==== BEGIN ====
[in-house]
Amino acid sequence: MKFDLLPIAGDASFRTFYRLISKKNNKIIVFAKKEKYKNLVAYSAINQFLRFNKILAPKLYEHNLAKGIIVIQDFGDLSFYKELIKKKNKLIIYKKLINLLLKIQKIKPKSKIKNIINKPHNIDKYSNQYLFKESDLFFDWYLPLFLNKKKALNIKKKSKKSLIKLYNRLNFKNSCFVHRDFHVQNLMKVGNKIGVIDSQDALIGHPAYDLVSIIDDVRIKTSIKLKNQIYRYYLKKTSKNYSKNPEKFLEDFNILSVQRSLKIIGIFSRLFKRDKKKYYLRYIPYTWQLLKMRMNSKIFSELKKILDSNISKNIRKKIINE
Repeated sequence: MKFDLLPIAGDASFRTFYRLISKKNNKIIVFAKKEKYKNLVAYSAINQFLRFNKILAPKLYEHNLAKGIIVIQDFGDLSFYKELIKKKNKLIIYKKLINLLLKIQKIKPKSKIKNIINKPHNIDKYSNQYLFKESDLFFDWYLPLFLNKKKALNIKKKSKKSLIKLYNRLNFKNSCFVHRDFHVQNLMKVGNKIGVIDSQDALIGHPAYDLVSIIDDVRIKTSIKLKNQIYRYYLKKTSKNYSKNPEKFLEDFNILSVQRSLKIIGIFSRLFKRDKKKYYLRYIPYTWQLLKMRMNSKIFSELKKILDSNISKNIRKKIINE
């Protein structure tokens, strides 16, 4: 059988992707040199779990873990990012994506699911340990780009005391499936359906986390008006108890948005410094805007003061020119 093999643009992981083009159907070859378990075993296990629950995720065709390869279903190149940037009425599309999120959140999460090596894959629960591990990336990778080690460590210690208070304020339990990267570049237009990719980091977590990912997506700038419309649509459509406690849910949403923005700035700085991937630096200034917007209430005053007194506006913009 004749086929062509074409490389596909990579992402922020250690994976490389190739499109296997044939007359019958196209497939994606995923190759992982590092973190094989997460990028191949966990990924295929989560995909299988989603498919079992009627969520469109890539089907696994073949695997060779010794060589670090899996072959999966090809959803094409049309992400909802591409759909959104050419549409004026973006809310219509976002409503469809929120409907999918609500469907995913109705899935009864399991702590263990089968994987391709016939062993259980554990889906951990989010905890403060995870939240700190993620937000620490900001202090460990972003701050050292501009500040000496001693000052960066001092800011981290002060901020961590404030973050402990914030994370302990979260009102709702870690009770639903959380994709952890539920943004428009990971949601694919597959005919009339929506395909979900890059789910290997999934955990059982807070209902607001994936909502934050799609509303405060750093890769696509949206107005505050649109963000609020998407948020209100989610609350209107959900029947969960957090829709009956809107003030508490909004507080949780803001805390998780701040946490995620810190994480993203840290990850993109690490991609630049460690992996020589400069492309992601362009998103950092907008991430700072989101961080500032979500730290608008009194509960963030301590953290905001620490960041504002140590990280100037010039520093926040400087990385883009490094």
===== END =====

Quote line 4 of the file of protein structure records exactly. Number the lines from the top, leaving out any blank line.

């Protein structure tokens, strides 16, 4: 059988992707040199779990873990990012994506699911340990780009005391499936359906986390008006108890948005410094805007003061020119 093999643009992981083009159907070859378990075993296990629950995720065709390869279903190149940037009425599309999120959140999460090596894959629960591990990336990778080690460590210690208070304020339990990267570049237009990719980091977590990912997506700038419309649509459509406690849910949403923005700035700085991937630096200034917007209430005053007194506006913009 004749086929062509074409490389596909990579992402922020250690994976490389190739499109296997044939007359019958196209497939994606995923190759992982590092973190094989997460990028191949966990990924295929989560995909299988989603498919079992009627969520469109890539089907696994073949695997060779010794060589670090899996072959999966090809959803094409049309992400909802591409759909959104050419549409004026973006809310219509976002409503469809929120409907999918609500469907995913109705899935009864399991702590263990089968994987391709016939062993259980554990889906951990989010905890403060995870939240700190993620937000620490900001202090460990972003701050050292501009500040000496001693000052960066001092800011981290002060901020961590404030973050402990914030994370302990979260009102709702870690009770639903959380994709952890539920943004428009990971949601694919597959005919009339929506395909979900890059789910290997999934955990059982807070209902607001994936909502934050799609509303405060750093890769696509949206107005505050649109963000609020998407948020209100989610609350209107959900029947969960957090829709009956809107003030508490909004507080949780803001805390998780701040946490995620810190994480993203840290990850993109690490991609630049460690992996020589400069492309992601362009998103950092907008991430700072989101961080500032979500730290608008009194509960963030301590953290905001620490960041504002140590990280100037010039520093926040400087990385883009490094």